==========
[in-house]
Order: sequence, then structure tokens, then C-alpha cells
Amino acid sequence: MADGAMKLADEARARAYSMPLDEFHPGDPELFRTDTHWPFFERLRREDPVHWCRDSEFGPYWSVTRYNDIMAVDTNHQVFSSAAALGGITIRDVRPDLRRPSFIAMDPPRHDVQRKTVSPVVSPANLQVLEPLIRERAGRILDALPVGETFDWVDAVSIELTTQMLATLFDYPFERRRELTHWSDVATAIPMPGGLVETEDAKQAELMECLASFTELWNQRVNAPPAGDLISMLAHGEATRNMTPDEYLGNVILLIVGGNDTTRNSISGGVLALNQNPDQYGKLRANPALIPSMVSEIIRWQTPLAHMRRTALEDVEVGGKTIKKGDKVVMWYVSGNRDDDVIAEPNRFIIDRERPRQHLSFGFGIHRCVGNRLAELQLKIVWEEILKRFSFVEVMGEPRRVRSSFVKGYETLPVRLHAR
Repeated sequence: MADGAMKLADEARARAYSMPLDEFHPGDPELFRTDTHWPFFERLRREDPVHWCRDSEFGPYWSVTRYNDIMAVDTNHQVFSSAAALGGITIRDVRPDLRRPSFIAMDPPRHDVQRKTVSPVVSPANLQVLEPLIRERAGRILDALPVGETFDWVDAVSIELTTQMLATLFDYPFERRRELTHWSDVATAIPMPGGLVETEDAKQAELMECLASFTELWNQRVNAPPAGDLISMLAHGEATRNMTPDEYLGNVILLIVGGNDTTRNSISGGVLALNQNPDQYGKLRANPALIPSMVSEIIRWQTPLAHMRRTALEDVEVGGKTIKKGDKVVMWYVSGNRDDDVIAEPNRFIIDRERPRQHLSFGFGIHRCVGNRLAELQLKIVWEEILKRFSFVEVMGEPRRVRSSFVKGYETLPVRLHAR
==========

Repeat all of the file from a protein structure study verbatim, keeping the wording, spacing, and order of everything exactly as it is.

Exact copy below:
[in-house]
Order: sequence, then structure tokens, then C-alpha cells
Amino acid sequence: MADGAMKLADEARARAYSMPLDEFHPGDPELFRTDTHWPFFERLRREDPVHWCRDSEFGPYWSVTRYNDIMAVDTNHQVFSSAAALGGITIRDVRPDLRRPSFIAMDPPRHDVQRKTVSPVVSPANLQVLEPLIRERAGRILDALPVGETFDWVDAVSIELTTQMLATLFDYPFERRRELTHWSDVATAIPMPGGLVETEDAKQAELMECLASFTELWNQRVNAPPAGDLISMLAHGEATRNMTPDEYLGNVILLIVGGNDTTRNSISGGVLALNQNPDQYGKLRANPALIPSMVSEIIRWQTPLAHMRRTALEDVEVGGKTIKKGDKVVMWYVSGNRDDDVIAEPNRFIIDRERPRQHLSFGFGIHRCVGNRLAELQLKIVWEEILKRFSFVEVMGEPRRVRSSFVKGYETLPVRLHAR
Repeated sequence: MADGAMKLADEARARAYSMPLDEFHPGDPELFRTDTHWPFFERLRREDPVHWCRDSEFGPYWSVTRYNDIMAVDTNHQVFSSAAALGGITIRDVRPDLRRPSFIAMDPPRHDVQRKTVSPVVSPANLQVLEPLIRERAGRILDALPVGETFDWVDAVSIELTTQMLATLFDYPFERRRELTHWSDVATAIPMPGGLVETEDAKQAELMECLASFTELWNQRVNAPPAGDLISMLAHGEATRNMTPDEYLGNVILLIVGGNDTTRNSISGGVLALNQNPDQYGKLRANPALIPSMVSEIIRWQTPLAHMRRTALEDVEVGGKTIKKGDKVVMWYVSGNRDDDVIAEPNRFIIDRERPRQHLSFGFGIHRCVGNRLAELQLKIVWEEILKRFSFVEVMGEPRRVRSSFVKGYETLPVRLHAR